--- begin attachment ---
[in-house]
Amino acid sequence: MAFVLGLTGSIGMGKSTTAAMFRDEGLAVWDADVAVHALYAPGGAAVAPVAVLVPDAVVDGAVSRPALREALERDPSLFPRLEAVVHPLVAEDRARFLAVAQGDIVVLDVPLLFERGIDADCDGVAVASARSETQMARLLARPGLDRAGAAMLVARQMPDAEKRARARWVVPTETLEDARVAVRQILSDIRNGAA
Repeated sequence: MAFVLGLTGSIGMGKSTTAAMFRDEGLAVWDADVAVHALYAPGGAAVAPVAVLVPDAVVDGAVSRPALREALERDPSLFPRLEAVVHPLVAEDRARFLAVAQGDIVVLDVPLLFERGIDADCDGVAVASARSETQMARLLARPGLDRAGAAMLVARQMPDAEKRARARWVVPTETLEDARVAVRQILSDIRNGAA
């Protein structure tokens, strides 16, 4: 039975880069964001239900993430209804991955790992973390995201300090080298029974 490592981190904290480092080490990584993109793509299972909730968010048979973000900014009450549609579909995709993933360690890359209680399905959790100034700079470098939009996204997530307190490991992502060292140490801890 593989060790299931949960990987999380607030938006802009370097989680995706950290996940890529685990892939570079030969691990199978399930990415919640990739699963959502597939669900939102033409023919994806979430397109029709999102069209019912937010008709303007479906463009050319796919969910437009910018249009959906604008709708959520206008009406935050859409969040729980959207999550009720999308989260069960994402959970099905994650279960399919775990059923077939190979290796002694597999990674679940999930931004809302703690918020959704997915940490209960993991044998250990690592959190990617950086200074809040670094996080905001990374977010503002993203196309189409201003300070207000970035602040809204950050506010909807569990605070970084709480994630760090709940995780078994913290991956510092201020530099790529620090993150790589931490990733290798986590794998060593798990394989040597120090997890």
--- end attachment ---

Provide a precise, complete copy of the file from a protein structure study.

[in-house]
Amino acid sequence: MAFVLGLTGSIGMGKSTTAAMFRDEGLAVWDADVAVHALYAPGGAAVAPVAVLVPDAVVDGAVSRPALREALERDPSLFPRLEAVVHPLVAEDRARFLAVAQGDIVVLDVPLLFERGIDADCDGVAVASARSETQMARLLARPGLDRAGAAMLVARQMPDAEKRARARWVVPTETLEDARVAVRQILSDIRNGAA
Repeated sequence: MAFVLGLTGSIGMGKSTTAAMFRDEGLAVWDADVAVHALYAPGGAAVAPVAVLVPDAVVDGAVSRPALREALERDPSLFPRLEAVVHPLVAEDRARFLAVAQGDIVVLDVPLLFERGIDADCDGVAVASARSETQMARLLARPGLDRAGAAMLVARQMPDAEKRARARWVVPTETLEDARVAVRQILSDIRNGAA
């Protein structure tokens, strides 16, 4: 039975880069964001239900993430209804991955790992973390995201300090080298029974 490592981190904290480092080490990584993109793509299972909730968010048979973000900014009450549609579909995709993933360690890359209680399905959790100034700079470098939009996204997530307190490991992502060292140490801890 593989060790299931949960990987999380607030938006802009370097989680995706950290996940890529685990892939570079030969691990199978399930990415919640990739699963959502597939669900939102033409023919994806979430397109029709999102069209019912937010008709303007479906463009050319796919969910437009910018249009959906604008709708959520206008009406935050859409969040729980959207999550009720999308989260069960994402959970099905994650279960399919775990059923077939190979290796002694597999990674679940999930931004809302703690918020959704997915940490209960993991044998250990690592959190990617950086200074809040670094996080905001990374977010503002993203196309189409201003300070207000970035602040809204950050506010909807569990605070970084709480994630760090709940995780078994913290991956510092201020530099790529620090993150790589931490990733290798986590794998060593798990394989040597120090997890």